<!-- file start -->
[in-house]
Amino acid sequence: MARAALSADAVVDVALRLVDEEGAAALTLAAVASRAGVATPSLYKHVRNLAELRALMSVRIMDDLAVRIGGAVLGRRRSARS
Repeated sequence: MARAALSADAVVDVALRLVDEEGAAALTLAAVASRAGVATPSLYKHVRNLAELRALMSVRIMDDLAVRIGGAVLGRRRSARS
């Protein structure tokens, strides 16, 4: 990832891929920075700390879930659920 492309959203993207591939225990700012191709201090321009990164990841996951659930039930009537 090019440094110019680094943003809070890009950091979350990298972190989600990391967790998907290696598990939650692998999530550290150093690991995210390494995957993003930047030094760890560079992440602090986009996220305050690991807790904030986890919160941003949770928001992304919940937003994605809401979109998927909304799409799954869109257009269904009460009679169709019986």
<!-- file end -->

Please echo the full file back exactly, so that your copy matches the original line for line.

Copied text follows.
[in-house]
Amino acid sequence: MARAALSADAVVDVALRLVDEEGAAALTLAAVASRAGVATPSLYKHVRNLAELRALMSVRIMDDLAVRIGGAVLGRRRSARS
Repeated sequence: MARAALSADAVVDVALRLVDEEGAAALTLAAVASRAGVATPSLYKHVRNLAELRALMSVRIMDDLAVRIGGAVLGRRRSARS
């Protein structure tokens, strides 16, 4: 990832891929920075700390879930659920 492309959203993207591939225990700012191709201090321009990164990841996951659930039930009537 090019440094110019680094943003809070890009950091979350990298972190989600990391967790998907290696598990939650692998999530550290150093690991995210390494995957993003930047030094760890560079992440602090986009996220305050690991807790904030986890919160941003949770928001992304919940937003994605809401979109998927909304799409799954869109257009269904009460009679169709019986």